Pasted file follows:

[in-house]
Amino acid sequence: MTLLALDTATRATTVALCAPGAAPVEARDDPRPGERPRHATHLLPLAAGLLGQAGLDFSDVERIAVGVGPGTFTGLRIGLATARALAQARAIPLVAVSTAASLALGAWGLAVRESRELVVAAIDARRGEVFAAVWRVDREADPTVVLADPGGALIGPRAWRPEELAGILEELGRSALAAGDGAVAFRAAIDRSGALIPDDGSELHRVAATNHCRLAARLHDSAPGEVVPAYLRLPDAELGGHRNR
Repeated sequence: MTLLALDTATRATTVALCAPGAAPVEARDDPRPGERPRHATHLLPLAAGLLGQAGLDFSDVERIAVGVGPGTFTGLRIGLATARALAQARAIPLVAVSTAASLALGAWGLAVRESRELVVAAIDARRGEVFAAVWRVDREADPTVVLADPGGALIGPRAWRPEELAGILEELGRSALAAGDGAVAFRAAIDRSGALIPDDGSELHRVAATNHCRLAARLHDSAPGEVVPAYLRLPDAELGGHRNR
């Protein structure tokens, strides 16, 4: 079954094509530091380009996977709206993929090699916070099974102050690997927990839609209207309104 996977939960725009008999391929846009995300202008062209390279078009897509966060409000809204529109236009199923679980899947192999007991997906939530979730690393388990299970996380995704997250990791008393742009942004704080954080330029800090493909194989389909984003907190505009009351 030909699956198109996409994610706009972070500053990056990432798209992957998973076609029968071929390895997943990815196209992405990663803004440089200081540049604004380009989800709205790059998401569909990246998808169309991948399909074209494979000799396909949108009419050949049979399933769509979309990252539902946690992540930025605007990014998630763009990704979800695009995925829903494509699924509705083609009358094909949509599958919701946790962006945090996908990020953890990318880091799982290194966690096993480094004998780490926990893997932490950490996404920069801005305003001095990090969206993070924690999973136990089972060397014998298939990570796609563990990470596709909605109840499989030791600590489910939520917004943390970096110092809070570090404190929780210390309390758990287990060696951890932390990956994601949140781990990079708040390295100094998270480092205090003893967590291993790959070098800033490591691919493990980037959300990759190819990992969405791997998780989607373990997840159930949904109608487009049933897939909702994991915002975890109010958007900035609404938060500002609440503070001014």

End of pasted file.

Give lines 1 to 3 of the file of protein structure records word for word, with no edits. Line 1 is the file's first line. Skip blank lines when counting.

[in-house]
Amino acid sequence: MTLLALDTATRATTVALCAPGAAPVEARDDPRPGERPRHATHLLPLAAGLLGQAGLDFSDVERIAVGVGPGTFTGLRIGLATARALAQARAIPLVAVSTAASLALGAWGLAVRESRELVVAAIDARRGEVFAAVWRVDREADPTVVLADPGGALIGPRAWRPEELAGILEELGRSALAAGDGAVAFRAAIDRSGALIPDDGSELHRVAATNHCRLAARLHDSAPGEVVPAYLRLPDAELGGHRNR
Repeated sequence: MTLLALDTATRATTVALCAPGAAPVEARDDPRPGERPRHATHLLPLAAGLLGQAGLDFSDVERIAVGVGPGTFTGLRIGLATARALAQARAIPLVAVSTAASLALGAWGLAVRESRELVVAAIDARRGEVFAAVWRVDREADPTVVLADPGGALIGPRAWRPEELAGILEELGRSALAAGDGAVAFRAAIDRSGALIPDDGSELHRVAATNHCRLAARLHDSAPGEVVPAYLRLPDAELGGHRNR